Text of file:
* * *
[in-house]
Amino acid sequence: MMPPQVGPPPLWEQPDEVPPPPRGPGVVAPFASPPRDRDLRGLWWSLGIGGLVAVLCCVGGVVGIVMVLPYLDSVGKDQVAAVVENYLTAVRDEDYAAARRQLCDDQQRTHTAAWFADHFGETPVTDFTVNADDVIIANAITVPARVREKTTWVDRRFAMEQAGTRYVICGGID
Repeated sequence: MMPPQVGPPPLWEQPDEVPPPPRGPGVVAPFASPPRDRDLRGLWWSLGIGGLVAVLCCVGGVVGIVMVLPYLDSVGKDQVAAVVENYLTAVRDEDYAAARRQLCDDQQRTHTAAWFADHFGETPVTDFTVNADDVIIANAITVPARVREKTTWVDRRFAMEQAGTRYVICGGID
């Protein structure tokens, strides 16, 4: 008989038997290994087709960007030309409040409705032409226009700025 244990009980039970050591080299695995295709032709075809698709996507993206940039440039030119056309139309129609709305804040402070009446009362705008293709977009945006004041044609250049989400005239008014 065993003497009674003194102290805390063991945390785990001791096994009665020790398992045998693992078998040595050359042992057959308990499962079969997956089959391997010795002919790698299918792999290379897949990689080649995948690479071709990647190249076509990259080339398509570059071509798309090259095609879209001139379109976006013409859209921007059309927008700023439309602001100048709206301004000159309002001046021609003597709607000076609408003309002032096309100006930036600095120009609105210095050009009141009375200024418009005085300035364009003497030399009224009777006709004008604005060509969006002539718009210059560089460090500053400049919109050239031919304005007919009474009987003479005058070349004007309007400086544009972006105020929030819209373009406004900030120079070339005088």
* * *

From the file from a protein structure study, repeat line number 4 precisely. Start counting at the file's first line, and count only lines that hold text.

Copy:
């Protein structure tokens, strides 16, 4: 008989038997290994087709960007030309409040409705032409226009700025 244990009980039970050591080299695995295709032709075809698709996507993206940039440039030119056309139309129609709305804040402070009446009362705008293709977009945006004041044609250049989400005239008014 065993003497009674003194102290805390063991945390785990001791096994009665020790398992045998693992078998040595050359042992057959308990499962079969997956089959391997010795002919790698299918792999290379897949990689080649995948690479071709990647190249076509990259080339398509570059071509798309090259095609879209001139379109976006013409859209921007059309927008700023439309602001100048709206301004000159309002001046021609003597709607000076609408003309002032096309100006930036600095120009609105210095050009009141009375200024418009005085300035364009003497030399009224009777006709004008604005060509969006002539718009210059560089460090500053400049919109050239031919304005007919009474009987003479005058070349004007309007400086544009972006105020929030819209373009406004900030120079070339005088």